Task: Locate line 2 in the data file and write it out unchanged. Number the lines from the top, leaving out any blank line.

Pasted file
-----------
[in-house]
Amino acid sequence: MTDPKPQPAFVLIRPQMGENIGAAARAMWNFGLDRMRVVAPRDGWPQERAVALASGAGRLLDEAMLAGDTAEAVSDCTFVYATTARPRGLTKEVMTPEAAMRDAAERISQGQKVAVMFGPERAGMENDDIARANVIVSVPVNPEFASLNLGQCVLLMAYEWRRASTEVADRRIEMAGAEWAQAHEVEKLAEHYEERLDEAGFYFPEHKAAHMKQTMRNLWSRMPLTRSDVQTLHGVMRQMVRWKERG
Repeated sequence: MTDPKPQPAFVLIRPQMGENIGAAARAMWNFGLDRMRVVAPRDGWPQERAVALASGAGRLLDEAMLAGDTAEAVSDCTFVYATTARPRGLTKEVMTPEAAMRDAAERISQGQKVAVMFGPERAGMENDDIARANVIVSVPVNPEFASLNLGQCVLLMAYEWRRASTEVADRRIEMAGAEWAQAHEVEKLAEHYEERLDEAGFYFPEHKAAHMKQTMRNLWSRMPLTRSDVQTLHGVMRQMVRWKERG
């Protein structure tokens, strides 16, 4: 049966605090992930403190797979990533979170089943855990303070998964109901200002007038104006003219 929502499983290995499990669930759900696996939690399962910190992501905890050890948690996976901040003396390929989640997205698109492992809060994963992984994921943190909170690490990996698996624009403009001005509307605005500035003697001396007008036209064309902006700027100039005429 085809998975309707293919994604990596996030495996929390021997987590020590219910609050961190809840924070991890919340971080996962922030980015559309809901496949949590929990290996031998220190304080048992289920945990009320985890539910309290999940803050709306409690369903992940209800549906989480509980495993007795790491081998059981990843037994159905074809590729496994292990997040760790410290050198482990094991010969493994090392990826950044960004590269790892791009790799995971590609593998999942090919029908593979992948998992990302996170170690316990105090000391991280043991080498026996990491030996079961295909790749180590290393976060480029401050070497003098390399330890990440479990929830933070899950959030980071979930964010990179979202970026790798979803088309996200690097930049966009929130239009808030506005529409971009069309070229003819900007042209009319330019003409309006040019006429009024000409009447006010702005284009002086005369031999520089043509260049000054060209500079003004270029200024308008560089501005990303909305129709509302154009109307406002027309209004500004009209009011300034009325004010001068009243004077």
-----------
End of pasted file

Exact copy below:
Amino acid sequence: MTDPKPQPAFVLIRPQMGENIGAAARAMWNFGLDRMRVVAPRDGWPQERAVALASGAGRLLDEAMLAGDTAEAVSDCTFVYATTARPRGLTKEVMTPEAAMRDAAERISQGQKVAVMFGPERAGMENDDIARANVIVSVPVNPEFASLNLGQCVLLMAYEWRRASTEVADRRIEMAGAEWAQAHEVEKLAEHYEERLDEAGFYFPEHKAAHMKQTMRNLWSRMPLTRSDVQTLHGVMRQMVRWKERG